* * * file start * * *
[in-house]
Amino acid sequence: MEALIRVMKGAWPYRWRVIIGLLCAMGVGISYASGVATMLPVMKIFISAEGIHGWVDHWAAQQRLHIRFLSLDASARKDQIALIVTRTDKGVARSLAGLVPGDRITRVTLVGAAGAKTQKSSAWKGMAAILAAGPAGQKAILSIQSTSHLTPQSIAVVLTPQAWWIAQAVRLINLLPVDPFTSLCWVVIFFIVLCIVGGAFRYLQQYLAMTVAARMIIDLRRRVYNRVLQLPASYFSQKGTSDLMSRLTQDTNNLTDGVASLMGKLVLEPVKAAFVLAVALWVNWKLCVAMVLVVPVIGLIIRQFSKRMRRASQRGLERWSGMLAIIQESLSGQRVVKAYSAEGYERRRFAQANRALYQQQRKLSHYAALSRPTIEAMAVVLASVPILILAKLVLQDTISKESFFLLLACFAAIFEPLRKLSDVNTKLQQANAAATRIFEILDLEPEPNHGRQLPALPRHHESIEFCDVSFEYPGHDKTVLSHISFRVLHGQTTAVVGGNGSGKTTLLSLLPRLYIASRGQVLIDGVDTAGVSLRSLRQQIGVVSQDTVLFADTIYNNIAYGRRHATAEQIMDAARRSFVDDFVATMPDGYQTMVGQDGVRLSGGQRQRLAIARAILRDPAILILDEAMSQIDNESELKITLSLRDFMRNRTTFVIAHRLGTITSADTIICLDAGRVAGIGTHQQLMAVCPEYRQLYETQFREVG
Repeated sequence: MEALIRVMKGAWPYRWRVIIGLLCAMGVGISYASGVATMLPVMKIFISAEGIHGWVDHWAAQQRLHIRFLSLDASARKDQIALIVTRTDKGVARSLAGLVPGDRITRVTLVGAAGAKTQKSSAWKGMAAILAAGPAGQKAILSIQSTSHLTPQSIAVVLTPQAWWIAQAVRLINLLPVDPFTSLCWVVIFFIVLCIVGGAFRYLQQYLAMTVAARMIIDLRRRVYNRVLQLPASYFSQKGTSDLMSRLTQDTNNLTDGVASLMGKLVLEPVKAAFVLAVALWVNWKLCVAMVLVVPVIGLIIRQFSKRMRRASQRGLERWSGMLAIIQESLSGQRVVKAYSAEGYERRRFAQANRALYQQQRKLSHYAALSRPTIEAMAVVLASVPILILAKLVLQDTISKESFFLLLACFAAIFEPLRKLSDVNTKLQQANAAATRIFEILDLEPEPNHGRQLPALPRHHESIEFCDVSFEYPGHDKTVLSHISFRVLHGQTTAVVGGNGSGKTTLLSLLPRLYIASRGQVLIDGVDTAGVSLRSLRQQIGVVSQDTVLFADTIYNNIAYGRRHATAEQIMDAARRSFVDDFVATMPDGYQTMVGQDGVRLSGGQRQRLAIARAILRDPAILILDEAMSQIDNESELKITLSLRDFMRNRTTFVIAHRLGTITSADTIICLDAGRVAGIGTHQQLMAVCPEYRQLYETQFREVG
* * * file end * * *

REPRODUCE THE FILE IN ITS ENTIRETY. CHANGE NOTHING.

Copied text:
[in-house]
Amino acid sequence: MEALIRVMKGAWPYRWRVIIGLLCAMGVGISYASGVATMLPVMKIFISAEGIHGWVDHWAAQQRLHIRFLSLDASARKDQIALIVTRTDKGVARSLAGLVPGDRITRVTLVGAAGAKTQKSSAWKGMAAILAAGPAGQKAILSIQSTSHLTPQSIAVVLTPQAWWIAQAVRLINLLPVDPFTSLCWVVIFFIVLCIVGGAFRYLQQYLAMTVAARMIIDLRRRVYNRVLQLPASYFSQKGTSDLMSRLTQDTNNLTDGVASLMGKLVLEPVKAAFVLAVALWVNWKLCVAMVLVVPVIGLIIRQFSKRMRRASQRGLERWSGMLAIIQESLSGQRVVKAYSAEGYERRRFAQANRALYQQQRKLSHYAALSRPTIEAMAVVLASVPILILAKLVLQDTISKESFFLLLACFAAIFEPLRKLSDVNTKLQQANAAATRIFEILDLEPEPNHGRQLPALPRHHESIEFCDVSFEYPGHDKTVLSHISFRVLHGQTTAVVGGNGSGKTTLLSLLPRLYIASRGQVLIDGVDTAGVSLRSLRQQIGVVSQDTVLFADTIYNNIAYGRRHATAEQIMDAARRSFVDDFVATMPDGYQTMVGQDGVRLSGGQRQRLAIARAILRDPAILILDEAMSQIDNESELKITLSLRDFMRNRTTFVIAHRLGTITSADTIICLDAGRVAGIGTHQQLMAVCPEYRQLYETQFREVG
Repeated sequence: MEALIRVMKGAWPYRWRVIIGLLCAMGVGISYASGVATMLPVMKIFISAEGIHGWVDHWAAQQRLHIRFLSLDASARKDQIALIVTRTDKGVARSLAGLVPGDRITRVTLVGAAGAKTQKSSAWKGMAAILAAGPAGQKAILSIQSTSHLTPQSIAVVLTPQAWWIAQAVRLINLLPVDPFTSLCWVVIFFIVLCIVGGAFRYLQQYLAMTVAARMIIDLRRRVYNRVLQLPASYFSQKGTSDLMSRLTQDTNNLTDGVASLMGKLVLEPVKAAFVLAVALWVNWKLCVAMVLVVPVIGLIIRQFSKRMRRASQRGLERWSGMLAIIQESLSGQRVVKAYSAEGYERRRFAQANRALYQQQRKLSHYAALSRPTIEAMAVVLASVPILILAKLVLQDTISKESFFLLLACFAAIFEPLRKLSDVNTKLQQANAAATRIFEILDLEPEPNHGRQLPALPRHHESIEFCDVSFEYPGHDKTVLSHISFRVLHGQTTAVVGGNGSGKTTLLSLLPRLYIASRGQVLIDGVDTAGVSLRSLRQQIGVVSQDTVLFADTIYNNIAYGRRHATAEQIMDAARRSFVDDFVATMPDGYQTMVGQDGVRLSGGQRQRLAIARAILRDPAILILDEAMSQIDNESELKITLSLRDFMRNRTTFVIAHRLGTITSADTIICLDAGRVAGIGTHQQLMAVCPEYRQLYETQFREVG